U.S. NewsPolice Misconduct


A Look At Intersection Of Police Brutality And Disability In The US

We speak to one community organizer who helped get the Department of Justice's attention on the issue.
Posted at 7:23 PM, Nov 01, 2018

"I actually, around my desk, have photos of different people who have impacted this work and realizing that we don't want another person to face the situations. A lot of the victims are preventable deaths. ... They could be living with us now. But the way that the viewpoint of disability, in a way that the policies, are set up doesn't allow the opportunity for people to live."

Candace Coleman is a community organizer with a focus on racial justice at Access Living. And that role has propelled her to push for progress at the intersection of people with disabilities — especially people of color — and police brutality. 

Coleman said: "When we first started looking into this, it was a new story here, a new story there, things kind of popping up, and then it started to affect our community personally. … One of the first personal encounters we had was with a young man with autism named Stephon Watts, who was 15. In light of the Black Lives Matter movement, his family needed justice and it wasn't getting it, and his disability story was left out. And so his cousin was actually a member of our group, and he pulled our chain on, 'we should do something about this systemically.'"

Stephon Watts was a black teen who was fatally shot by Calumet City police in 2012. It was in response to a non-emergency call. The police shot after seeing him waving a knife in his home.

This issue is difficult to track because most police departments are not required to keep a running record of uses of force. And while some media outlets track police-involved shootings, they may not specify — or know — if the person who is shot has a disability.

But in 2016, disability advocacy organization the Ruderman Family Foundation estimated up to half of all people killed by U.S. police from 2013 to 2015 had some sort of disability.

One of the researchers noted this issue exists in part because "police have become the default responders to mental health calls."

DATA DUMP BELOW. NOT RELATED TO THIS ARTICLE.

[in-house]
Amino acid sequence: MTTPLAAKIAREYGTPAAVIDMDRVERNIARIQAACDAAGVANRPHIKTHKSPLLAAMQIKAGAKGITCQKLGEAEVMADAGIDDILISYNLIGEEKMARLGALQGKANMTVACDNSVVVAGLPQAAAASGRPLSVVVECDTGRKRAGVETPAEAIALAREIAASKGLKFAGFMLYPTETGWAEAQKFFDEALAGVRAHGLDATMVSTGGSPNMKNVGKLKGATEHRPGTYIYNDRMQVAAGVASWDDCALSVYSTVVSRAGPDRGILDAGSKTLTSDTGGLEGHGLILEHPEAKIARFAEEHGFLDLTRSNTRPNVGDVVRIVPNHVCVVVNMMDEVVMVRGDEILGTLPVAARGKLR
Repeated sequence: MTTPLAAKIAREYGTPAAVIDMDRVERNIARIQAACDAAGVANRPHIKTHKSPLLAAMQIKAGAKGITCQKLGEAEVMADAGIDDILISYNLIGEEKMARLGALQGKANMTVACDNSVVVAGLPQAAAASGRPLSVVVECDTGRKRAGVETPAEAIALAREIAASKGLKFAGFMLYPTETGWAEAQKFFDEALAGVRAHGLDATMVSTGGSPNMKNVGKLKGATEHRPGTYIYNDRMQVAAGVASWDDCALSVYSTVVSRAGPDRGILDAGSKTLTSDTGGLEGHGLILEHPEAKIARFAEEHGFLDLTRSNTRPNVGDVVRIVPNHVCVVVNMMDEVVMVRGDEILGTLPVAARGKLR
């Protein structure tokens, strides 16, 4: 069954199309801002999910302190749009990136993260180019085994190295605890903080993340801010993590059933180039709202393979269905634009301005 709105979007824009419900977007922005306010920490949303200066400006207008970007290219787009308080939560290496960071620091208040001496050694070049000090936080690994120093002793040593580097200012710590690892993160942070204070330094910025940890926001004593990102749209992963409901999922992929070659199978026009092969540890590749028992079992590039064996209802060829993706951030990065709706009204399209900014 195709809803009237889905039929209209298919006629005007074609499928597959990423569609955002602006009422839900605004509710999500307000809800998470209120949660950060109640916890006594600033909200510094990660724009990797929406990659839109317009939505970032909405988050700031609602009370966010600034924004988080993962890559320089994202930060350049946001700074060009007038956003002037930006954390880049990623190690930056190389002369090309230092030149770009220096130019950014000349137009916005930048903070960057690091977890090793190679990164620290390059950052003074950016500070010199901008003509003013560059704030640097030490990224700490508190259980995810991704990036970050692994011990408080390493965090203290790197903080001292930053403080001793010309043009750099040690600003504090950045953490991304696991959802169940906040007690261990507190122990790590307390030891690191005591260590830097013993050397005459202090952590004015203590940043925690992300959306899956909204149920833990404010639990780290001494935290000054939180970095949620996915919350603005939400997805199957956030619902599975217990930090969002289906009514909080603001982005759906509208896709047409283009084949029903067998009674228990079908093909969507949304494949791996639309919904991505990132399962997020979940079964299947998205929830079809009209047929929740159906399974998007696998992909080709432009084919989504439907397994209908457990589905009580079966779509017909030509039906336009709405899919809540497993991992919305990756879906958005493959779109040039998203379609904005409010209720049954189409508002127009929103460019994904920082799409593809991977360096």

In 2016, Coleman and other activists got the attention of the U.S. Department of Justice by testifying at a public hearing that investigated police violence in Chicago. 

"The DOJ came back to us as an organization ... to hear more stories about people impacted by police. So we hosted a town hall for victims of police violence to tell their story, to be contributed to the actual DOJ report. And that has turned into more communities outside of ours to be more engaged and aware of what happens to people with disabilities, which has resulted in national conversations, and it has resulted in policy changes," Coleman said. 

One of those policy changes in Chicago included additional training for officers on best de-escalation practices. 

Still, in 2017, the ACLU sued the Chicago Police Department for allegedly failing to thoroughly train officers on how to best interact with marginalized communities — especially people with disabilities. 

While the issue of police brutality affects people with disabilities nationwide, Chicago has seen several instances of this — including the August 2017 shooting of Ricardo Hayes, a teenager with a developmental disability. A video of his shooting was released at the beginning of October 2018 and reignited conversation around this issue. Chicago also saw the shooting death of Laquan McDonald, a 17-year-old with mental health issues and learning disabilities.

But activists like Coleman are hopeful progress will happen in the future.

"In the coming years, I'm hoping that we actually have a culture shift about the disability community in general. We are out here, that we're living in a community, that we may need support, that we can rely on each other for support. But if we do have to have an emergency response to intervene, [I hope] that they're also aware that people with disabilities exist, that they need a certain type of help, and [that officials] don't group people with disabilities into the same one category, because we're a very diverse community, both racially but also [in terms of] disability types. And so I'm hoping that in the future, it gives voice to all of those different disability types to ask them what support do they need, if they do need help."